When a marriage or a relationship breaks down it is natural that the circumstances of both parties will change. There are also legal rights and responsibilities associated with these changes, such as parenting arrangements and property and financial settlements.
It is important to understand that in Australia, divorce is a completely separate process to resolving these other Family Law considerations or disputes. Australian law also recognises that today relationships take a number of different forms. Accordingly, the law makes provision for the protection of rights for married couples, heterosexual de facto couples, and same sex de facto couples. Divorce simply finalises the end of a marriage. On divorce.com.au you can find comprehensive information on other important family law considerations should your relationship break down and you and your partner separate.
Separation and Divorce Laws
Australian Family Law defines separation as the ending of a marriage or a de facto relationship. This is different from the date of divorce. While there is no need to officially register a separation, it is important to take note of the date of separation for you divorce application (if you were married) and if you want a formal legal settlement of your finances.
According to divorce laws in Australia (which are the same in Sydney/NSW and Canberra/ACT, as marriage is covered by Federal law), married couples that wish to divorce need to be separated for at least 12 months before they can lodge their divorce application. Recent changes to the Family Law Act mean that separating de facto couples (including those in a same-sex relationship) generally enjoy the same rights as married couples in regards to property and financial settlements (excluding Western Australia). However, certain criteria relating to the existence of a de facto relationship must first be proved to cause the law to apply.
Separated de facto couples have a 2 year window from the date of separation in which to initiate legal proceedings to resolve property and financial issues following relationship breakdown.
When a couple separates, it can significantly change both parties’ circumstances. While a separation does not always lead to a divorce, talking to experienced family lawyers as soon as you separate can help you understand your legal rights and obligations and plan your future arrangements.
Property & Financial Settlements
When a marriage or a relationship breaks down, property and financial settlements decide how property, finances and debts are to be divided between former spouses. This includes such items as real estate, cars, jewellery, as well as superannuation and other debts.
The complexity of property and financial settlements will vary greatly between couples. For couples with few assets or no shared finances, it can be simple and straightforward to make such arrangements without having to go before a judge. Couples who can agree on how property and finances are to be divided can formalise those agreements through a binding form of financial agreement or by obtaining consent orders by agreement from the Family Court of Australia.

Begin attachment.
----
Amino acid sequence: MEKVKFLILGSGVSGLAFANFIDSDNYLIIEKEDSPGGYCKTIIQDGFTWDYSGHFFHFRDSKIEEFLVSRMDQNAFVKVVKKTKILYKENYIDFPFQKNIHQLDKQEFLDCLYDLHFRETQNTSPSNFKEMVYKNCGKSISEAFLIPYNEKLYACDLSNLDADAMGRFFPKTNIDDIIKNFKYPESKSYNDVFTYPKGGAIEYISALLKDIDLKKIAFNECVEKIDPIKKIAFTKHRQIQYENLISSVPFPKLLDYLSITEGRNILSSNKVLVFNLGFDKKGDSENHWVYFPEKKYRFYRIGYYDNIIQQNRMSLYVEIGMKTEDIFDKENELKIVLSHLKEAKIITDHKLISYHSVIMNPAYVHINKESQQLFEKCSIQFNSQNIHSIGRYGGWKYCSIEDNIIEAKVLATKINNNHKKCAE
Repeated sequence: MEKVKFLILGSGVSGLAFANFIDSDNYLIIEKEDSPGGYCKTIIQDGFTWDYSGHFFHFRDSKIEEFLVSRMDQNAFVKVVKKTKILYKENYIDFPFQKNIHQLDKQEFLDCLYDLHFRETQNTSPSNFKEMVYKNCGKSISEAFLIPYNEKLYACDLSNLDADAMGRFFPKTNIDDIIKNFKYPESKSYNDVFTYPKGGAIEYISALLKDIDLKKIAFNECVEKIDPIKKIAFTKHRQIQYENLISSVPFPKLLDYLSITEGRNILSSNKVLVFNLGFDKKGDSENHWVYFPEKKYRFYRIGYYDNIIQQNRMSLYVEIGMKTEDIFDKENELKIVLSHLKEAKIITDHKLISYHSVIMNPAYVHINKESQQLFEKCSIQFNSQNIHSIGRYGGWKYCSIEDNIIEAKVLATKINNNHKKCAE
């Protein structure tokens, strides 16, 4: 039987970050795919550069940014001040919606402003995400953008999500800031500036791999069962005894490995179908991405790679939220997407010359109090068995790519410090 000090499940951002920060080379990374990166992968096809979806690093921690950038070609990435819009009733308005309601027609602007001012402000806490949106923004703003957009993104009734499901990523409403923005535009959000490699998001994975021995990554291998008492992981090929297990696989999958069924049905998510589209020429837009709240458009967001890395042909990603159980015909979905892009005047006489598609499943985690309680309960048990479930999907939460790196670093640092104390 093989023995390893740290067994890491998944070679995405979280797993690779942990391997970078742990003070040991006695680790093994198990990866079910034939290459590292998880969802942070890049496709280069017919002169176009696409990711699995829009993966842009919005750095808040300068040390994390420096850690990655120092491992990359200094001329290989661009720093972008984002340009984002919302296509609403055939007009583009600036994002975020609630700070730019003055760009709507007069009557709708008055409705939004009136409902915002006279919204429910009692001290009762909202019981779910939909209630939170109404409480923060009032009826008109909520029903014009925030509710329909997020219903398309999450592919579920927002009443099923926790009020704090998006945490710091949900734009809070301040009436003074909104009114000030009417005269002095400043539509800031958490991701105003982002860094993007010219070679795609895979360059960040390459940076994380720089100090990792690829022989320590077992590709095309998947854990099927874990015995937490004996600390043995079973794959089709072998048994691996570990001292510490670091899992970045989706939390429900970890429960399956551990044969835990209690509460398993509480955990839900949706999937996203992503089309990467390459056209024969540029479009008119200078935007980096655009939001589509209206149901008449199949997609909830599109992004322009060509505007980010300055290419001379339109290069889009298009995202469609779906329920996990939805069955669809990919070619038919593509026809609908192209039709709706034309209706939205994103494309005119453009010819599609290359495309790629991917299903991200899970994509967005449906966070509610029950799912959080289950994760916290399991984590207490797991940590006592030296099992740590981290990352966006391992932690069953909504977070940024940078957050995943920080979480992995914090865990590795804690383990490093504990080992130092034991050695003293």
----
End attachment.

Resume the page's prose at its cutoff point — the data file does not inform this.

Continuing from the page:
Couples with more complicated property and financial circumstances – or in cases when a couple cannot agree on how to divide their assets – will apply to the court for court orders. Before commencing court action, however, certain Pre-Action procedures need to be followed aimed at attempting resolution of disputes. Legal representation for complicated matters is advised, commencing in the Pre-Action procedures phase. Experienced family lawyers can advise you of your rights and entitlements and represent you through all stages of the court process.
How does the court decide who gets what?
When property and financial matters go before a judge, the Court must make decisions that are ‘just and equitable’, by considering:
- How both parties contributed financially to the relationship
- How both parties contributed non-financially to the relationship (i.e. in the capacity or role of the homemaker and/or parent)
- The future financial position of both parties, including whether there is a need to provide for children.
- Experienced family lawyers can help you prepare your application for financial and property orders, and give you realistic advice on the likely outcome of financial and property settlements.
When can I apply for a property settlement?
You do not have to wait to be divorced to apply for property settlement. Following a divorce order taking effect, however, couples must apply within 12 months if they have not already resolved these issues before applying for a divorce. Different time limits apply for de facto couples.
When a marriage or de facto relationship breaks down, property settlements can be emotionally hard to negotiate. Help from experienced family lawyers who are sensitive to the difficulty of the situation can ensure a clean financial break from your partner. For more information and guidance from experienced family lawyers, please contact Watts McCray Family Lawyers.
NB: Property and financial settlements are a completely separate legal process to divorce. You can use our online divorce application or get help from an experienced Watts McCray lawyer for help applying for and finalising your divorce.